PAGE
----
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9th RDI-E-Learning: Guided Participation

June 13, 2008

The term “Guided Participation” was coined by Barbara Rogoff, who studied how parents in many cultures guide their children in cognitive and social development. Social Learning is necessary for the brain to develop in a dynamic manner. According to Rogoff, “Children’s cognitive development is an apprenticeship. It occurs through guided participation in a social activity with companions who support and stretch children’s understanding of and skill in using the tools of their culture.” In this context, cognitive development includes thinking, problem solving, and negotiating with the world, not accumulating skills and knowledge.

Rogoff noted than many “third world” countries tend to do guided participation with children better than we do. Also, the guided participation relationship can be interrupted too early by formal schooling.

I was reminded of Frank Smith (The Book of Learning and Forgetting) and also John Taylor Gatto and John Holt. REAL learning (the capacity for dynamic problem solving, not just the accumulation of knowledge and facts), usually doesn’t take place in the classroom. It happens among the child’s significant others — members of the family and community — who walk beside the child and guide him.

The Guided Participation Relationship Requires:

1. A functioning dialogue between the child and caregivers. The child must be a willing apprentice and there must be a functioning emotional dialogue so the parent knows when to challenge the child and how much is too much. The guide needs reliable feedback from the child. Does my child need more support for the challenge? Is she not ready? Should I back down?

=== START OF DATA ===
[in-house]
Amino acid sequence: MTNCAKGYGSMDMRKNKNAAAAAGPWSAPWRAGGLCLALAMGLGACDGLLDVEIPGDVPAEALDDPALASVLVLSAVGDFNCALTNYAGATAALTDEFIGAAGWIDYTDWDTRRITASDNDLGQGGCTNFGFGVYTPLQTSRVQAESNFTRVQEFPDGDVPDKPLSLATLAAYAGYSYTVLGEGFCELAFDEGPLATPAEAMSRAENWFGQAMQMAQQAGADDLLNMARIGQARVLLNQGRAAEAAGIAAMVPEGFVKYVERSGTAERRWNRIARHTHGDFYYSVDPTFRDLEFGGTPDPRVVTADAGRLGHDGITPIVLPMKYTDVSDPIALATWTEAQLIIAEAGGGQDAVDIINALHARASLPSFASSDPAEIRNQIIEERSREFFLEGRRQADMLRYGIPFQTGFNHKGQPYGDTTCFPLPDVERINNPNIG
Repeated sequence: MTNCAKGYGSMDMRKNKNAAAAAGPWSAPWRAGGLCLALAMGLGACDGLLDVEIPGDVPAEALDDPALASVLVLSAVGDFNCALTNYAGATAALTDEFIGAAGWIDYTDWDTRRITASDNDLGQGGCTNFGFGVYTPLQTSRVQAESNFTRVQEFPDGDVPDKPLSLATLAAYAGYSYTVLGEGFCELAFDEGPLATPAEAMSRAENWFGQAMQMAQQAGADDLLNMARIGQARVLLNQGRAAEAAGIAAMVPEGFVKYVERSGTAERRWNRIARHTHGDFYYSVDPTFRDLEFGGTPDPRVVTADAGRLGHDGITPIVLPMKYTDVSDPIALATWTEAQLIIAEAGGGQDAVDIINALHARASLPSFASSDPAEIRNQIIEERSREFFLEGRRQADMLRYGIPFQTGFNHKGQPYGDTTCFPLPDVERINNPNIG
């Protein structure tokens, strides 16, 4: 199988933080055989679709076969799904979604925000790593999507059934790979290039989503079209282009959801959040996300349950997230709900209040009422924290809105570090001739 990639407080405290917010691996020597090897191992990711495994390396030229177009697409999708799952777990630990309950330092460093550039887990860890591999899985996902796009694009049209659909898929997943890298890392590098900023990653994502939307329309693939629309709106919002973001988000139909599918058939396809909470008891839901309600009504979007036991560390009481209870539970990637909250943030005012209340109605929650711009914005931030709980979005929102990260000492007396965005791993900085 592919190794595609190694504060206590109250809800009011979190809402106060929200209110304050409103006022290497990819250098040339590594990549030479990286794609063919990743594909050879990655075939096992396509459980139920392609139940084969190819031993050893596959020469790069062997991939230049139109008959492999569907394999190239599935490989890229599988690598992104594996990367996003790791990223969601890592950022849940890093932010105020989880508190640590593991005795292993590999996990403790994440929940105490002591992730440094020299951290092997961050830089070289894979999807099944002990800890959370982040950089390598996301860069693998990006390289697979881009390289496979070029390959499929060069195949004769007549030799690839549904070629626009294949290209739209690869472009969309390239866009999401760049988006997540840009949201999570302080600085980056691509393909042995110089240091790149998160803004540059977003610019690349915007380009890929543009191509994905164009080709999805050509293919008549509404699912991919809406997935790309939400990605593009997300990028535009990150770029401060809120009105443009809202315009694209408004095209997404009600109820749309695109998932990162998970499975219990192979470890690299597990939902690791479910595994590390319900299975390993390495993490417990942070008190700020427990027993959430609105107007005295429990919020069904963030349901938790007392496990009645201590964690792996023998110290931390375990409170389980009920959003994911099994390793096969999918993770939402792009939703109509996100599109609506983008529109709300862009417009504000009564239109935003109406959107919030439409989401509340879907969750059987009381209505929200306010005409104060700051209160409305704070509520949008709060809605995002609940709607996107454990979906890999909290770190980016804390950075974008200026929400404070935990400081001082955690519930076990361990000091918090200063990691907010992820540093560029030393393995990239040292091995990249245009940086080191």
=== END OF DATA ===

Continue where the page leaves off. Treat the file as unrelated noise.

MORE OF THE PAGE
2. Trust for and identification with the parent. There must be a history of successful co-participation
with the parent. The child must trust the parent, so if he gets uncertain or confused he can use the adult as a reference point.

3. Resilience – The child must develop the ability to tolerate failure and keep trying.

Often we parents rush to involve our kiddos on the autism spectrum in too many therapies, not wanting to miss something crucial. (Been there, done that) Often this makes things worse. There are too many people in the mix and too much chaos, so a strong guided participation relationship between parent and child is less likely to develop. I think maybe in our society, we are persuaded to over-rely on “experts” and professional therapists and educators. (Yes, so says the former therapist. And the woman whose child has seen no less than 10 professionals. Let’s see … there have been three speech therapists, two OTs, one PT, two mental health therapists, a psychiatrist, a homeopath … and a partridge in a pear tree.) Of course, these professionals have their place, and they can be extremely helpful, even absolutely necessary. Especially for us, since our daughter has a dual diagnosis. Still, I think the point is worth pondering.

These things evolve in “typical” kids in the first few years of life.

1. SOCIAL REFERENCING — The child looks to the parent to see if something is safe. If she walks closer to the edge of a cliff, she looks at the parent’s face to see if the parent’s face is calm (it’s still safe) or anxious (back off). The child learns that she doesn’t have to solve every problem alone. You need to do this with a trusted adult before you internalize it and reference yourself. Self referencing happens too fast in autism. On one hand, an Aspergian child’s inclination to follow her own inner voice can be a tremendous strength. But too much self referencing tends to cause a lot of problems in relationships and judgment.

2. SHARING PERSPECTIVES

3. REFERENCING — Use caregivers to support your own impressions safe? Not safe? New?

Gutstein noted that in “typical,” strong, healthy families, parents are really in sync with all their kids’ communication maybe 30% of the time. Just like happy couples REALLY resolve their problems about 30% of the time, and their relationships are successful and happy. This is real life. And we learn as much from the failures in communication as from the successes.

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